Images of Loch Lomond and The Trossachs National Park
  • 100 mg cialis tadalafil
  • Herbal viagra effects
  • Cheapest levitra sale
  • Levitra dosage generic
  • How to get a prescription for cialis online
  • Online pharmacy cialis
  • Herbal viagra bull
  • Viagra generic viagra same
  • Generic propecia tablets
  • Pomegranate juice natural viagra
  • Buy viagra old man
  • Mammal Tracking

    The furry, four-legged creatures of the Park's forests can be more difficult to spot than birds, although they leave a range of tell-tale signs, such as chewed cones, stripped bark or foot prints.

    Some of the events at David Marshall Lodge, Queen Elizabeth Forest Park, include sessions where Rangers will show you how to detect wildlife by finding these signs and tracks. Others focus on particular species, such as the Bat Watch and Deer Rut days. For more information on these events call David Marshall Lodge tel: 01877 382258.

    If you go exploring independently, your best chance of mammal sightings will be around dawn or dusk. Many animals – such as otter, fox, badger and hedgehog – are largely nocturnal and lay low during the daytime.

    Otters are found in freshwater lochs and rivers, but also in the coastal locations of the National Park. Coastal habitats provide an excellent opportunity to watch otters as they tend to be more active during the day compared to their nocturnal freshwater cousins. Look for their feeding remains like crab shells, fish bones and their droppings or 'spraints' which are sweet smelling and left in prominent places as scent markers. Look closely for their footprints which have five visible toes compared to a dog which has four. You may even be lucky enough to see the webbing between the toes!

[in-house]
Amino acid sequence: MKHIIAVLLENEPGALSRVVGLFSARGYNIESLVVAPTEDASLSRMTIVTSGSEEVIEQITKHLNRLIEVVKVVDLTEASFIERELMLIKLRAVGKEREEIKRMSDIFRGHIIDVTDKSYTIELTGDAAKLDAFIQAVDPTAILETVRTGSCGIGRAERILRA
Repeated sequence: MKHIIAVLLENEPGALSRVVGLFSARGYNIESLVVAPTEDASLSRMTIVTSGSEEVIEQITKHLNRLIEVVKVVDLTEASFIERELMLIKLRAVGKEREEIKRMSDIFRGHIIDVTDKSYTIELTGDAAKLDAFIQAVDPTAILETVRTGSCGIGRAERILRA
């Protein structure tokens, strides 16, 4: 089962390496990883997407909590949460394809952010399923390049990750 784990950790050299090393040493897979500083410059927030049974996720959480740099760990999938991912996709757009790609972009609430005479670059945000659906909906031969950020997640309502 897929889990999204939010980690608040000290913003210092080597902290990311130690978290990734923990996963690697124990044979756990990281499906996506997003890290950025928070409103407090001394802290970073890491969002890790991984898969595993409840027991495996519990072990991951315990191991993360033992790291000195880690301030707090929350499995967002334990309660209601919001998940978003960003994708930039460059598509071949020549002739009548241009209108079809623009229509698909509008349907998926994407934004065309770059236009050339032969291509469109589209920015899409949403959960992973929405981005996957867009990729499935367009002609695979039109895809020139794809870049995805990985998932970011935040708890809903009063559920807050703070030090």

Red squirrels are particularly active during the breeding season and when courting may be seen making mad chases around the trees. More normally, you might notice them when they scuttle up a tree or make an angry chatting sound from a high branch. If you spot a red squirrel report sightings at http://scottishwildlifetrust.org.uk.

    Argyll Forest Park is a real stronghold for red squirrels. Hides for watching them can be found in Glenbranter Forest and Clunie Wood at Ardentinny. Both red and grey squirrels can also be seen in Queen Elizabeth Forest Park. There is a good chance of seeing reds on woodland walks around Strathyre, Achray Forest and Loch Ard. At David Marshall Lodge there is both a viewing hide and live CCTV footage of red squirrels and pine marten.

    Red, roe and fallow deer are also widely distributed through the National Park, using the forests for shelter and food. If you go quietly you may spot them before they hear or smell you. The best place to spot red deer is on the open hill during good weather, where you will see them feeding, resting and chewing the cud. In autumn listen out for the distinctive call of the stags during the breeding season or 'rut'. Areas where you might spot deer are on the slopes of The Cobbler near Arrochar, Glen Finglas Forest, Glengyle at Loch Katrine, the Rest & Be Thankful viewpoint at Glen Croe and Glen Ample near Ben Vorlich.

    For more information of events at Forestry Commission Scotland centres and places to go to spot wildlife in the woods, visit www.forestry.gov.uk or contact:
    • David Marshall Lodge, Queen Elizabeth Forest Park, Near Aberfoyle, Tel: 01877 382258
    • Ardgartan Visitor Centre, Argyll Forest Park, Arrochar, Tel:01301 702432